Folks at Augusta National are doing their best to get along without Tiger Woods, the most famous golfer on the planet. You hear stories of Billy Payne, chairman of the 365-acre course, walking the emerald grounds at the Masters in a green back brace. The groundskeepers have littered Magnolia Lane with red crepe, though I can’t figure out the significance of red crepe.
I’ll confess I’m no golfer. I appreciate the sport and started to appreciate it even more once Tiger took to the PGA Tour. He always left me with a rooting interest in his sport. He made me love golf, even as I bemoaned my inability to play it.
What I liked, I guess, was watching greatness. He was what I enjoyed about Michael Jordan, LeBron James, Jim Brown, Floyd Mayweather, Hank Aaron, Barry Bonds and the legion of other Black men who stood at the top of their sport.
I didn’t have to love their public personas, but I found it impossible not to appreciate their gifts.
And Tiger Woods had more of those gifts than any other athlete of his era. He was the most feared golfer to take to the greens since a young Jack Nicklaus. Looking at the leaderboard, I would jump with excitement when I saw Tiger within a handful of strokes of the leader.
Tiger never had to win; he just had to threaten to win, which is why golf fans lined courses across the country to watch his game.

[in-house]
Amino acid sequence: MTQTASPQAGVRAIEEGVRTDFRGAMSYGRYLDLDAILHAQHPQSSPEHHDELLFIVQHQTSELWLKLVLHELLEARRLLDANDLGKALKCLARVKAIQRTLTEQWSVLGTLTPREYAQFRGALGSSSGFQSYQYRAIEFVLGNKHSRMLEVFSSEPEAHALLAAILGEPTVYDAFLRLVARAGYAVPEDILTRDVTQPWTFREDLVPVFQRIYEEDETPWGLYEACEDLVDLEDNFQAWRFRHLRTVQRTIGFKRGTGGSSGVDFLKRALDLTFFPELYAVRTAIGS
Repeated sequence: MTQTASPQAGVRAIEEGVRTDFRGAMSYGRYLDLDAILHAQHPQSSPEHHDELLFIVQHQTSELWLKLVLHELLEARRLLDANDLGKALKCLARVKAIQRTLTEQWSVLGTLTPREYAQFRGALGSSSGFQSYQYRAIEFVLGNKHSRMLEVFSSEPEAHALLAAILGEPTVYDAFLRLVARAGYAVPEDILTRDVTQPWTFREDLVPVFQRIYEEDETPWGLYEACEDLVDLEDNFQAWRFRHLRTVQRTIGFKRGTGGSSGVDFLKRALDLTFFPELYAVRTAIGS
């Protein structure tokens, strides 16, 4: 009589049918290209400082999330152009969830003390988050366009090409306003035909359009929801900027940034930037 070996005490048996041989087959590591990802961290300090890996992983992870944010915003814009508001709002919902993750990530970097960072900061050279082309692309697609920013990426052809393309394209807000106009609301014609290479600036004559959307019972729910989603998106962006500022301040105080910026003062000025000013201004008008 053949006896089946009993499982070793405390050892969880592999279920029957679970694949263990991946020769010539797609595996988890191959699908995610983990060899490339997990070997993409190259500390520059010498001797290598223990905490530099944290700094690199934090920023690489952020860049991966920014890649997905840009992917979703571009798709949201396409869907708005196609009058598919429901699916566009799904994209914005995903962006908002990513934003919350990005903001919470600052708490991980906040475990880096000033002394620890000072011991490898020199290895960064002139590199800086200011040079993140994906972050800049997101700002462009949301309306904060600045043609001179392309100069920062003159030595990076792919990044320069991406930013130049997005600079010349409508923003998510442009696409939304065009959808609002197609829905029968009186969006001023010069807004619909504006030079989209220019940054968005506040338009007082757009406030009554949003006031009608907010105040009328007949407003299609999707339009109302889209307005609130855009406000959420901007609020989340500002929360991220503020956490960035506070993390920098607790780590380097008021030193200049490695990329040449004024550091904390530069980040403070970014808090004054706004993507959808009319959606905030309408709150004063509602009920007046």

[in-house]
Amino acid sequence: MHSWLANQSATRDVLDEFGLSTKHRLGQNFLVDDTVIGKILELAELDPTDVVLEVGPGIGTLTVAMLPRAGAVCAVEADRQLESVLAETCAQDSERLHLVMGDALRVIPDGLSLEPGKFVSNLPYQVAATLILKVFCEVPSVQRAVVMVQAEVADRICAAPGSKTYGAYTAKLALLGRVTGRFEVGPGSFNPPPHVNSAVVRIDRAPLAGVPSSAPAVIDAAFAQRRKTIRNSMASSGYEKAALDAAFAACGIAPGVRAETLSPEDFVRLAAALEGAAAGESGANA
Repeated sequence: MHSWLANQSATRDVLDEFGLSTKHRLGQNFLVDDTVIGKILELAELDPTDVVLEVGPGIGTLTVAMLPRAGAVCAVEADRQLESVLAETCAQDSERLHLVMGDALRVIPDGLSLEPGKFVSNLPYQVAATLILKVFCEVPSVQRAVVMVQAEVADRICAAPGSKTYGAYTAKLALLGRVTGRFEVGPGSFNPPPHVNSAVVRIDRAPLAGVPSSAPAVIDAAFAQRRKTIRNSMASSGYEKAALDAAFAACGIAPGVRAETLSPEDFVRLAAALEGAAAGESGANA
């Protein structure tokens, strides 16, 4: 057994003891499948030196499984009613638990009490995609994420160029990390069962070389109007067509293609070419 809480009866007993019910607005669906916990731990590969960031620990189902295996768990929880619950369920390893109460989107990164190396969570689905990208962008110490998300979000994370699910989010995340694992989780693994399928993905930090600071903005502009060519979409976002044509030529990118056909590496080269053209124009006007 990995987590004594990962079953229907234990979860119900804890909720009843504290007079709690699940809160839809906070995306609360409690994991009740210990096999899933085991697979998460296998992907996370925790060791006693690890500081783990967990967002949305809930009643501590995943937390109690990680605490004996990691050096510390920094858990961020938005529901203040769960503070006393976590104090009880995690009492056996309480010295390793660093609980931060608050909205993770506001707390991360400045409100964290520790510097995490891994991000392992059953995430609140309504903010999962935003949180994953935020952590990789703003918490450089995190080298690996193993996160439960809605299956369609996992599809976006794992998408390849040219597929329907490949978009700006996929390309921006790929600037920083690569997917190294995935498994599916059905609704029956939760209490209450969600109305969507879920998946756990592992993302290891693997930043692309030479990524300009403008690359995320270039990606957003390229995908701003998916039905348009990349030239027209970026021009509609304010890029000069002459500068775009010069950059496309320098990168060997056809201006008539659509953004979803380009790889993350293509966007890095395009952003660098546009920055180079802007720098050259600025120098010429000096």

For much of his career, he didn’t disappoint them or me. He was the best there ever was, and some thought he was the best there ever would be.
I’ve come to miss that Tiger Woods. While he’s still ranked No. 1 in the world, Tiger, now 38, isn’t the indomitable force he was five years ago. His name atop the leaderboard doesn’t frighten people, because who fears someone who can’t win the big-time tournaments anymore?
I heard one writer call him “compelling.” He called Tiger “polarizing.” But he also said no golfer was “more watchable.”
All of that used to be true.
His absence makes the 2014 Masters unwatchable. For the event has no personality who can keep us glued to the TV.
Men like Adam Scott, Jason Day, Rory McIlroy and Bubba Watson might have steadier games these days, but what they don’t have is what they never will have: Tiger’s charisma.
I read where some writer claimed Tiger’s absence will not hurt the Masters. He called Augusta the star, and the Georgia course is the brightest star in the galaxy of golf courses.
Yet it’s never been the golf course that has held the cachet; it has always been the performers and the magnificent shots they’ve made.
I remember the twisting, smooth-rolling, 40-foot putt a 46-year-old Nicklaus sank on the par-3 16th hole in the 1975 Masters; or, 12 years later, Larry Mize’s 100-foot chip shot that he holed out on the 11th hole; or, in 2005, Tiger’s chip-in on the same hole that Nicklaus had made famous. His shot stood still for a moment and then began its slow roll toward the cup. The ball hung on the cup’s edge for a moment before it fell in.
Remember that shot, and it helps me remember all I need to about Tiger Woods. He was at his best in April of 2005. It was that Tiger Woods, a golfer whose back hadn’t balked on him, who made golf fans look on in awe as he rounded Amen Corner and strolled with them across the back nine; he is not the Tiger I see now as the broken-down relic from almost a decade ago.
I won’t miss the latter Tiger, even if those who obsess over his game do.
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(Photo: Stuart Franklin/Getty Images)